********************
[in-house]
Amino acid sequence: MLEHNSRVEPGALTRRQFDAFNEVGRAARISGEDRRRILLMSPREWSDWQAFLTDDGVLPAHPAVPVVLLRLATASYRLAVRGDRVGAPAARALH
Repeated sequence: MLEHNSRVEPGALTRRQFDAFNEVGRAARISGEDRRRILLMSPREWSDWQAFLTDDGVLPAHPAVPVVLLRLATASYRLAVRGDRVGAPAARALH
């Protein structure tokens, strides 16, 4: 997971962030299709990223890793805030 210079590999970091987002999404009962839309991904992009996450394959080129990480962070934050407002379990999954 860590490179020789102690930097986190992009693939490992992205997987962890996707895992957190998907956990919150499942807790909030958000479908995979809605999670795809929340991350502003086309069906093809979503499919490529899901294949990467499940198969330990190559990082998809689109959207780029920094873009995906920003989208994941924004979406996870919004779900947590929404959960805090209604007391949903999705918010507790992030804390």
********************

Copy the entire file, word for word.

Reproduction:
[in-house]
Amino acid sequence: MLEHNSRVEPGALTRRQFDAFNEVGRAARISGEDRRRILLMSPREWSDWQAFLTDDGVLPAHPAVPVVLLRLATASYRLAVRGDRVGAPAARALH
Repeated sequence: MLEHNSRVEPGALTRRQFDAFNEVGRAARISGEDRRRILLMSPREWSDWQAFLTDDGVLPAHPAVPVVLLRLATASYRLAVRGDRVGAPAARALH
């Protein structure tokens, strides 16, 4: 997971962030299709990223890793805030 210079590999970091987002999404009962839309991904992009996450394959080129990480962070934050407002379990999954 860590490179020789102690930097986190992009693939490992992205997987962890996707895992957190998907956990919150499942807790909030958000479908995979809605999670795809929340991350502003086309069906093809979503499919490529899901294949990467499940198969330990190559990082998809689109959207780029920094873009995906920003989208994941924004979406996870919004779900947590929404959960805090209604007391949903999705918010507790992030804390």